RICHMOND — When it comes to floods, coastal areas are not the only places at risk. During Virginia Flood Awareness Week – March 8-14, 2020 – the State Corporation Commission (SCC) joins other local and state agencies in reminding Virginians to Know Your Risk. Protect Your Property. Get Flood Insurance.
Hurricanes and heavy rains are not the only culprits when it comes to flooding. Areas that experience other natural disasters, such as severe winter storms and wildfires, are equally vulnerable. Ice dams and snowmelt can cause flash floods. Lack of vegetation caused by wildfires can cause mudflows and floods.
“Floods can happen anywhere and anytime,” said Virginia Insurance Commissioner Scott A. White. “All it takes is a few inches of water to cause major damage to your home and its contents.”
Homeowners insurance policies issued in Virginia typically do not provide coverage for damage to your home and property due to floods. However, the federal government does sell insurance for direct flood and flood-related damage through the National Flood Insurance Program (NFIP). This federally-backed flood insurance is available to homeowners, renters and business owners, and offers separate coverage for structures and contents. Potential buyers should think about their flood insurance needs in advance as there is generally a 30-day waiting period before a new flood insurance policy takes effect.
No matter where you live, White encourages Virginians to assess their flood risk and protect themselves financially before the waters start to rise. “Without understanding your risk and knowing your insurance options, you might find yourself inadequately covered when you need coverage the most. Flood insurance is one of the best ways you can protect yourself financially against a flood, but the time to plan is now,” he said.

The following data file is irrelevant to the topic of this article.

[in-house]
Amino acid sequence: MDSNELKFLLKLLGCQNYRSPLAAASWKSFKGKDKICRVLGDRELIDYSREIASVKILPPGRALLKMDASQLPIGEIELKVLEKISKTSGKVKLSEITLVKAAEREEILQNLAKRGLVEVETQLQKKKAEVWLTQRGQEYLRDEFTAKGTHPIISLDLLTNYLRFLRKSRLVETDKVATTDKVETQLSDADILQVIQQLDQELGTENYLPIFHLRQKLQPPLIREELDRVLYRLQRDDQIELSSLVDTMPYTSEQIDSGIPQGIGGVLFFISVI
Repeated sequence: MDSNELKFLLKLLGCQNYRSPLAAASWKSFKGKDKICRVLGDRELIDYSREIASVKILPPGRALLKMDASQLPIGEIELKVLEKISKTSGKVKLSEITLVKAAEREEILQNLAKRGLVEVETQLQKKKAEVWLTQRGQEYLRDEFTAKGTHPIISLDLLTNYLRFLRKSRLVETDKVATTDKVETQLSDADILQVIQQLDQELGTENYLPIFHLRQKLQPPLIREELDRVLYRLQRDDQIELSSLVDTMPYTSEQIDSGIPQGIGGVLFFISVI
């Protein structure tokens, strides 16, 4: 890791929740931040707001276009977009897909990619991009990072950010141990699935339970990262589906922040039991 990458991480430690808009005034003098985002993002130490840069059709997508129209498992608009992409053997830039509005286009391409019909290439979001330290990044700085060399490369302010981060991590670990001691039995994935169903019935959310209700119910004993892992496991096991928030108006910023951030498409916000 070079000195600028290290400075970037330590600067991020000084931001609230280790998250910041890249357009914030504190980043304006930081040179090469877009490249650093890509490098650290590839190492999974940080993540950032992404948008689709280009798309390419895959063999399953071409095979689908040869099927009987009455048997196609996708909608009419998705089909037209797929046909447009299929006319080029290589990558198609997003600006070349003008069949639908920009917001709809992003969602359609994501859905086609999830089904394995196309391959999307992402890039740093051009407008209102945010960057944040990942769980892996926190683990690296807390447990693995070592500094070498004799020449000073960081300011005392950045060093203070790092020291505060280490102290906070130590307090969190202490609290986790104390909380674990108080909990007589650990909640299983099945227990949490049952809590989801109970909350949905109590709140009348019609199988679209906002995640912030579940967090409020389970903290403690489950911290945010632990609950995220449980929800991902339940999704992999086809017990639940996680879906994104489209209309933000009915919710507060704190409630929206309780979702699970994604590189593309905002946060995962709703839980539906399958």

For more information about flood insurance, contact your insurance agent or the NFIP at 1-800-427-4661, or visit www.floodsmart.gov. Since some private insurers also offer their own flood policies, you can check with your insurance agent about the availability of a private flood insurance
policy. In either case, ask whether your flood policy provides coverage for your personal property.
Unlike homeowners insurance, auto insurance generally covers damage to a vehicle caused by flooding. However, the policyholder must have other-than-collision (also known as comprehensive) coverage on their vehicle. This coverage pays for damage to a vehicle from such things as fire, water, hail, vandalism, glass breakage, wind and falling objects.
The Bureau encourages Virginians to take steps now to protect their homes and property against floods and other disasters. Evaluate your risk; review your insurance coverage; create a home inventory of your belongings and store it with your insurance policies and other important documents in a safe place. To prepare for floods, elevate electrical and HVAC systems; seal foundation cracks; install drain plugs, sump pumps or backflow water valves; dry-proof your property with coatings and sealants, and grade your lawn away from your home.
Among the many publications offered by the SCC’s Bureau of Insurance are consumer guides regarding homeowners and auto insurance and disaster-related property insurance claims. For copies of the guides or answers to your insurance questions, contact the Bureau of Insurance Property and Casualty Consumer Services Section by calling (804) 371-9185 in Richmond or toll-free at 1-877-310-6560. Copies of the consumer insurance guides are also available on the Bureau’s website at www.scc.virginia.gov/boi.
For more information about floods and flood-related disasters, visit the Virginia Department of Conservation and Recreation website at https://www.dcr.virginia.gov/dam-safety-and-floodplains/floodawareness or the Virginia Department of Emergency Management website at https://www.vaemergency.gov/.